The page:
Circumcenter of triangle

The point of intersection of the perpendicular bisectors of the sides of a triangle is called its circumcenter.

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Note: The perpendicular bisectors of the sides of a triangle may not necessarily pass through the vertices of the triangle.

Circumcenter is equidistant to all the three vertices of a triangle.

The circumcenter is the centre of the circumcircle of that triangle.

Circumcenter is denoted by O (x, y).

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The circumcenter of an acute angled triangle lies inside the triangle.

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The circumcenter of the right-angled triangle lies at the midpoint of the hypotenuse of the triangle.

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The circumcenter of the obtuse angled triangle lies outside the triangle.

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The circumcenter of any triangle can be constructed by drawing the perpendicular bisector of any of the two sides of that triangle.

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Following are the Steps to Locate the Circumcenter of the Triangle.

Step:1 Draw the perpendicular bisector of any two sides of the given triangle.

Step:2 Extend the perpendicular bisectors until they intersect each other.

Step:3 Mark the intersecting point as O which will be the circumcenter of the triangle.

Finding the third perpendicular bisector will ensure more accuracy of the location of the circumcenter.

Following are the steps to construct the circumcircle to a given triangle.

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Step:1 Locate the circumcenter by constructing the perpendicular bisectors of at least two sides of the given triangle.

Step:2 Place the compass point on the circumcenter O and stretch to any one of the vertices of the given triangle.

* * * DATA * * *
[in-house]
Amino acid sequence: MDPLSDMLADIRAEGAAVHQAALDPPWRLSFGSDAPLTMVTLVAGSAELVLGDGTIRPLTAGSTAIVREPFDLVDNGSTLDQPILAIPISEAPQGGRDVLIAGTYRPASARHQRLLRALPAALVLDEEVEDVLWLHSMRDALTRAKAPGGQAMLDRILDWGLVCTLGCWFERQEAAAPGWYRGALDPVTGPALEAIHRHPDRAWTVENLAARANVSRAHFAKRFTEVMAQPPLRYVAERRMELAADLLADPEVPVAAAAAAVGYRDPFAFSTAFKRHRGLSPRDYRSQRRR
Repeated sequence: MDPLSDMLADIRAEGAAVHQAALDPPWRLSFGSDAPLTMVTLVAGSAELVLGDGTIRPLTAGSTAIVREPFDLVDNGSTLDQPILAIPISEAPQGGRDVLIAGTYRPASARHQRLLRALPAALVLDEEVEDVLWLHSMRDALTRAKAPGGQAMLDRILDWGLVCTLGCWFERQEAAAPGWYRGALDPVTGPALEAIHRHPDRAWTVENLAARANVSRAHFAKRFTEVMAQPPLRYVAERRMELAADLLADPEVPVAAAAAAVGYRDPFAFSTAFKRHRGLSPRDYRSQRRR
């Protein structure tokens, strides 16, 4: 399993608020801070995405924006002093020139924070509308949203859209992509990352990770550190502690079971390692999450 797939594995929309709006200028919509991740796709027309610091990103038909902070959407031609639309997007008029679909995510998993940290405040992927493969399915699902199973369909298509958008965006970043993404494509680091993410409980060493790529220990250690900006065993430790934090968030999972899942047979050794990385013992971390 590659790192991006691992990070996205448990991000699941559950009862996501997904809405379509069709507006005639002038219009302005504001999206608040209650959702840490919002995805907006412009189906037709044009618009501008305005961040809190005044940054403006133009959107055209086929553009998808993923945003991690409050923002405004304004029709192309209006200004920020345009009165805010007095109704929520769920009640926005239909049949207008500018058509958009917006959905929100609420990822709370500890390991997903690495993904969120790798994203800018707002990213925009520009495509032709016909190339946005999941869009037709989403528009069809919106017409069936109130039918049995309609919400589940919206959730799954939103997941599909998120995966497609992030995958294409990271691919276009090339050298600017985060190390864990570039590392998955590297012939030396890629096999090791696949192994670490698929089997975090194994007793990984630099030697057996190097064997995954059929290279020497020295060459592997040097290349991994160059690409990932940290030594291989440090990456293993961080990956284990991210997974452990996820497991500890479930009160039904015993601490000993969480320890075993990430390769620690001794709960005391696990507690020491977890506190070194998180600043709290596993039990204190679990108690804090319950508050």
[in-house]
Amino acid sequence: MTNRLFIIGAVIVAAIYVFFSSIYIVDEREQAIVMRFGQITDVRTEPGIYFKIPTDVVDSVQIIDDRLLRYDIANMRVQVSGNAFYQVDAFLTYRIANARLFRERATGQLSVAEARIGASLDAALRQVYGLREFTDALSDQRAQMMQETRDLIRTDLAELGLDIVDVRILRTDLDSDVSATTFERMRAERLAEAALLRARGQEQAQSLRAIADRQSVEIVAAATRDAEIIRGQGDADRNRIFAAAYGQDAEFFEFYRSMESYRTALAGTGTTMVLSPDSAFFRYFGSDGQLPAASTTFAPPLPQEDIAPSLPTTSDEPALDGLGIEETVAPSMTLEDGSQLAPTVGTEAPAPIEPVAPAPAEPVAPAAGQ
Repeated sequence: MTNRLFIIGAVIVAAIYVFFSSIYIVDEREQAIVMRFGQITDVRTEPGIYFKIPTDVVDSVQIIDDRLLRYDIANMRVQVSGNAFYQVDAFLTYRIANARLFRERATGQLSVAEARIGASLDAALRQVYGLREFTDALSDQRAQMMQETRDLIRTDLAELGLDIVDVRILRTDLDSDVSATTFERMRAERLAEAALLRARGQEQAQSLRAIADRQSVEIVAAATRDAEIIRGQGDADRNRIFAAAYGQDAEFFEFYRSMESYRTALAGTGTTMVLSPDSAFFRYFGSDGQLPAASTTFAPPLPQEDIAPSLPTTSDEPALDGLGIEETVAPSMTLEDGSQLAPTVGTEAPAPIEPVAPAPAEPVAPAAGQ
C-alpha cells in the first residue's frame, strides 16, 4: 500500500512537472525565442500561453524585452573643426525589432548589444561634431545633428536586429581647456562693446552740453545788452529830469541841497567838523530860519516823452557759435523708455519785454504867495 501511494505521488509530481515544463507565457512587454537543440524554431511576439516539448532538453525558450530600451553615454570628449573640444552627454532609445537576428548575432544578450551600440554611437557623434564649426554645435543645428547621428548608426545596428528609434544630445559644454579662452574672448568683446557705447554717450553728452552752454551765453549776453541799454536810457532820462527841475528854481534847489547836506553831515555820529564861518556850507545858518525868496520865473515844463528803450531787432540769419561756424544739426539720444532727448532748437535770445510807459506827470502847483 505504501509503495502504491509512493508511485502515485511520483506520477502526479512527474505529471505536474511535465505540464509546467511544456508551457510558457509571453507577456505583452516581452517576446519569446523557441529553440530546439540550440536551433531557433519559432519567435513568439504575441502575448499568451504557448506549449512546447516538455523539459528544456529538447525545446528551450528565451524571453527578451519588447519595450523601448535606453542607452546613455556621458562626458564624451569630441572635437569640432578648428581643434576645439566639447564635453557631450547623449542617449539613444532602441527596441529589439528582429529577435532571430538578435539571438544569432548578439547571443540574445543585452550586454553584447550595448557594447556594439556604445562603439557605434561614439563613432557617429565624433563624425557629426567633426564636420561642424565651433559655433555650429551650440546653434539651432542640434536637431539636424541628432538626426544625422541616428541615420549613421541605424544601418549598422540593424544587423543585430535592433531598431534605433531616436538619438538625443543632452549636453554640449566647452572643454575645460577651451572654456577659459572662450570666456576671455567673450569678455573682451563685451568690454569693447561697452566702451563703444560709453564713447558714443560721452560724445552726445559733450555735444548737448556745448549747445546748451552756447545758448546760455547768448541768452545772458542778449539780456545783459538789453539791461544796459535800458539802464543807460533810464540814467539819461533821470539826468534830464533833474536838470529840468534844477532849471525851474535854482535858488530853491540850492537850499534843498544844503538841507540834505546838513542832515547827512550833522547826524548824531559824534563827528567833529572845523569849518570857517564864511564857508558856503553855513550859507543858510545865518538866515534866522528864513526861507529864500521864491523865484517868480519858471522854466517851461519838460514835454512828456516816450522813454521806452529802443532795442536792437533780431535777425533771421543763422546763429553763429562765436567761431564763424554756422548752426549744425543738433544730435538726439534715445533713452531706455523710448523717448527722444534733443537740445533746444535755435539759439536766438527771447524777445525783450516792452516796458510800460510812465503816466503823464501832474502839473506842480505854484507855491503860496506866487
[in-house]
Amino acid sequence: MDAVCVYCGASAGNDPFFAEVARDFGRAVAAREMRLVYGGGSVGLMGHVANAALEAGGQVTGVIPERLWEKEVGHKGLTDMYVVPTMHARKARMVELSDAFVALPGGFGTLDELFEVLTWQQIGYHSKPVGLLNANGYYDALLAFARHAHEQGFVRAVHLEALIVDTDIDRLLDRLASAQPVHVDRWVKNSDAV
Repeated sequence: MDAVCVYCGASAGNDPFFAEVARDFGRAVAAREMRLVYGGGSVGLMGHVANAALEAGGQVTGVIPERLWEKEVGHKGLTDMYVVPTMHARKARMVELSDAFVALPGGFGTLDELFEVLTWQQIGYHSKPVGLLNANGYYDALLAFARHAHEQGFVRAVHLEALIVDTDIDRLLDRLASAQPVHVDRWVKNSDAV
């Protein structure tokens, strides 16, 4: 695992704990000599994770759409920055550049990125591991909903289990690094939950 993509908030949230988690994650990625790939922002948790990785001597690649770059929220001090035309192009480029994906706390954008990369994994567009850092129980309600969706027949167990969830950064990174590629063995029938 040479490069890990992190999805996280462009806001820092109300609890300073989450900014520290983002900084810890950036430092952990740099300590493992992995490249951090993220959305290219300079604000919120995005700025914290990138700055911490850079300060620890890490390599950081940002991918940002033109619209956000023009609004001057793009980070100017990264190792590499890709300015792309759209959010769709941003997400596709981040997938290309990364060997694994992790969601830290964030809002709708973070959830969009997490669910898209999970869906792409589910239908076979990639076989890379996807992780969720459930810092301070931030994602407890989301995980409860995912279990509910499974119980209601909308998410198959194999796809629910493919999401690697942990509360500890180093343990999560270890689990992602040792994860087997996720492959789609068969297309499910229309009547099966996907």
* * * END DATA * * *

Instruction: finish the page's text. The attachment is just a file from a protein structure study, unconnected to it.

Step:3 Rotate compass to draw a circumcircle.

If A (x1, y1), B (x2, y2) and C (x3, y3) are the vertices of the ∆ ABC and A, B, C are their respective angles. Then,

\[O\left( {x,y} \right) = \left( {\frac{{{x_1}\sin 2A + {x_2}\sin 2B + {x_3}\sin 2c}}{{\sin 2A + \sin 2B + \sin 2C}},\frac{{{y_1}\sin 2A + {y_2}\sin 2B + {y_3}\sin 2c}}{{\sin 2A + \sin 2B + \sin 2C}}} \right)\]

METHOD:1

Following are the steps to calculate the circumcenter of a given triangle

Step:1 Find the coordinates of midpoint (xm, ym), of sides AB, BC and AC, using the mid-point theorem.

Step:2 Calculate the slope of each side. If the slope of any side is ‘m1’ then, the slope of the line perpendicular to it will be 1/’m1’. Assume, m = 1/’m1’.

Step:3 Using coordinates of midpoint (xm, ym), and the slope of perpendicular line ‘m’. write the equation of line (y-ym) = m (x-xm).

Step:4 Similarly, find the equation of other lines.

Step:5 Solve them to find out their intersection point.

The obtained intersection point will be the circumcenter of the given triangle.

METHOD:2

Since, we know the property of circumcenter that, Circumcenter is equidistant to all the three vertices of a triangle.

Let O (x, y) be the circumcenter of ∆ ABC. Then, the distances to O from the vertices are all equal, we have AO = BO = CO = Circumradius.

Assume that D1 be the distance between the vertex A (x1, y1) and the circumcenter O (x, y), then

D_{1}^{2} = (x - x1)2 + (y - y1)2 ( Using distance formula of two points in a coordinate)

Similarly,

\[D_2^2 = {(x - {x_2})^2} + {(y - {y_2})^2}\]

\[D_3^2 = {(x - {x_3})^2} + {(y - {y_3})^2}\]

Since, D1 = D2 and D2 = D3,

By this we will get two linear equations:

Equation:1

(x - x1)2 + (y - y1)2 = (x – x2)2 + (y – y2)2

Equation:2

(x – x2)2 + (y – y2)2 = (x – x3)2 + (y – y3)2